Are you agreeing that strong price controls are bad, or are you just pointing out that they (unfortunately) haven't been enacted yet?
As of right now, I can't see any reason for price controls, and agree that they would generally be bad. However, I could be convinced that price controls are necessary if consolidation in the insurance industry has reached a point where too few players exist for price competition to be a major market force.

Insurance is one of those things that I would guess would have fairly inelastic demand. If price competition became weak or non-existent, insurers could easily truly gouge their customers, and rake in profits that a free market would not permit. I imagine that is the reason state panels exist in the first place.

As for this thread. It is disingenuous to criticize Obamacare in general (which is what this thread is doing), when the solution to the particular point raised would be to simply do away with price controls, or some other solution if that would lead to gouging. Except that we can't do that, because they don't exist yet! The approach, here, is obvious ideological hackery.

A better (and more honest) approach would be to start the thread with stating that Obamacare in combination with price controls would be disastrous. Then we could engage in the various merits or not of such a combination of elements. I know it's not as dramatic as ideologues would like, but that's the unfortunate reality I guess. Instead, we have to do this song and dance first, just to get past the ideological fog.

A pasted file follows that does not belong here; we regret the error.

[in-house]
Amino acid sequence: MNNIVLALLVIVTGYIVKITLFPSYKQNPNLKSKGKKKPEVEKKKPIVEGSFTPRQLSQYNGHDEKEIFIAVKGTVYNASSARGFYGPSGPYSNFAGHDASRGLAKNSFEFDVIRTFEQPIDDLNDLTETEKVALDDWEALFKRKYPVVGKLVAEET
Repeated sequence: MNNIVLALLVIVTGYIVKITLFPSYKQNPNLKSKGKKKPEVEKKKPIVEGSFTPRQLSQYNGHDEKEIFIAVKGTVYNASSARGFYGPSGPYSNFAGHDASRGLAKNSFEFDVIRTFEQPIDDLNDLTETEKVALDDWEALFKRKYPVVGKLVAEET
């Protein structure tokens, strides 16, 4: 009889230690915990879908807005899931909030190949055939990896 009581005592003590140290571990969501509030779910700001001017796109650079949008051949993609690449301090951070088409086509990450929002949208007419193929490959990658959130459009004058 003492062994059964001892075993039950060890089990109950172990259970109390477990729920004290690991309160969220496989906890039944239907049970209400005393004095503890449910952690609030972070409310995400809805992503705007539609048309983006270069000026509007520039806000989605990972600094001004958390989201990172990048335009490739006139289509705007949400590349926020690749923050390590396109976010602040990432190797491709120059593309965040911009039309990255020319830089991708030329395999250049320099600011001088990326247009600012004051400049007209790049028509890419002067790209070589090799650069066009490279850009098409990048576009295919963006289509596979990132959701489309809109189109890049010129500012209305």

donsutherland1

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But after that, they will have to raise rates dramatically, in order to catch up with several years of health care inflation.
It is health care inflation that needs to be tackled in comprehensive health care reform. Unfortunately, the new law focused on expanded coverage but really did not begin to tackle the structural issues concerning medical inflation. Indeed, doing so would be far more controversial than the new law was. Yet, IMO, it is that omission that was the biggest defect by far in the new health care law. Ultimately, medical inflation will need to be addressed if the nation is to move onto a fiscally sustainable path.
 

Korimyr the Rat

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Unfortunately, the new law focused on expanded coverage but really did not begin to tackle the structural issues concerning medical inflation. Indeed, doing so would be far more controversial than the new law was. Yet, IMO, it is that omission that was the biggest defect by far in the new health care law.
And as I've complained before, expanded health insurance coverage is not the solution to our healthcare woes when health insurance itself is the root of many of our problems.